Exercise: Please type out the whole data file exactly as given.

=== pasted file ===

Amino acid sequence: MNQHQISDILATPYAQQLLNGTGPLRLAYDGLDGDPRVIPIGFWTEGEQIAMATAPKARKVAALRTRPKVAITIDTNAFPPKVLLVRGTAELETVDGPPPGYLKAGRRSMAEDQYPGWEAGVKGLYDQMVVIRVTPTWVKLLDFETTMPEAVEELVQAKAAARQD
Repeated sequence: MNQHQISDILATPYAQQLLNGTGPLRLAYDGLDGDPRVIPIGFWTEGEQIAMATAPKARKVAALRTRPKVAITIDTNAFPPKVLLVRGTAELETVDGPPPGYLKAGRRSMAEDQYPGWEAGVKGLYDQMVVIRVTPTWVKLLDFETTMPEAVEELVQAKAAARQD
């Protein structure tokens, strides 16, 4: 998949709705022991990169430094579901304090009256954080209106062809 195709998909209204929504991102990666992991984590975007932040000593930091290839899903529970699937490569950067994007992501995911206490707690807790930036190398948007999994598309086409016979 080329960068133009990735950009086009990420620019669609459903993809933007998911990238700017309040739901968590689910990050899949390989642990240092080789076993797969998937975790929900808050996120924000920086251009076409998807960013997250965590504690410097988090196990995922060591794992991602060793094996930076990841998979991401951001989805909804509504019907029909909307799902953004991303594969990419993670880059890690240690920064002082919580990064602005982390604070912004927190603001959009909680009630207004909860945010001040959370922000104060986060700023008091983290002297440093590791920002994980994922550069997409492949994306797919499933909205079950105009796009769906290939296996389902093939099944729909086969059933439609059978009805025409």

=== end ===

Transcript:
Amino acid sequence: MNQHQISDILATPYAQQLLNGTGPLRLAYDGLDGDPRVIPIGFWTEGEQIAMATAPKARKVAALRTRPKVAITIDTNAFPPKVLLVRGTAELETVDGPPPGYLKAGRRSMAEDQYPGWEAGVKGLYDQMVVIRVTPTWVKLLDFETTMPEAVEELVQAKAAARQD
Repeated sequence: MNQHQISDILATPYAQQLLNGTGPLRLAYDGLDGDPRVIPIGFWTEGEQIAMATAPKARKVAALRTRPKVAITIDTNAFPPKVLLVRGTAELETVDGPPPGYLKAGRRSMAEDQYPGWEAGVKGLYDQMVVIRVTPTWVKLLDFETTMPEAVEELVQAKAAARQD
């Protein structure tokens, strides 16, 4: 998949709705022991990169430094579901304090009256954080209106062809 195709998909209204929504991102990666992991984590975007932040000593930091290839899903529970699937490569950067994007992501995911206490707690807790930036190398948007999994598309086409016979 080329960068133009990735950009086009990420620019669609459903993809933007998911990238700017309040739901968590689910990050899949390989642990240092080789076993797969998937975790929900808050996120924000920086251009076409998807960013997250965590504690410097988090196990995922060591794992991602060793094996930076990841998979991401951001989805909804509504019907029909909307799902953004991303594969990419993670880059890690240690920064002082919580990064602005982390604070912004927190603001959009909680009630207004909860945010001040959370922000104060986060700023008091983290002297440093590791920002994980994922550069997409492949994306797919499933909205079950105009796009769906290939296996389902093939099944729909086969059933439609059978009805025409």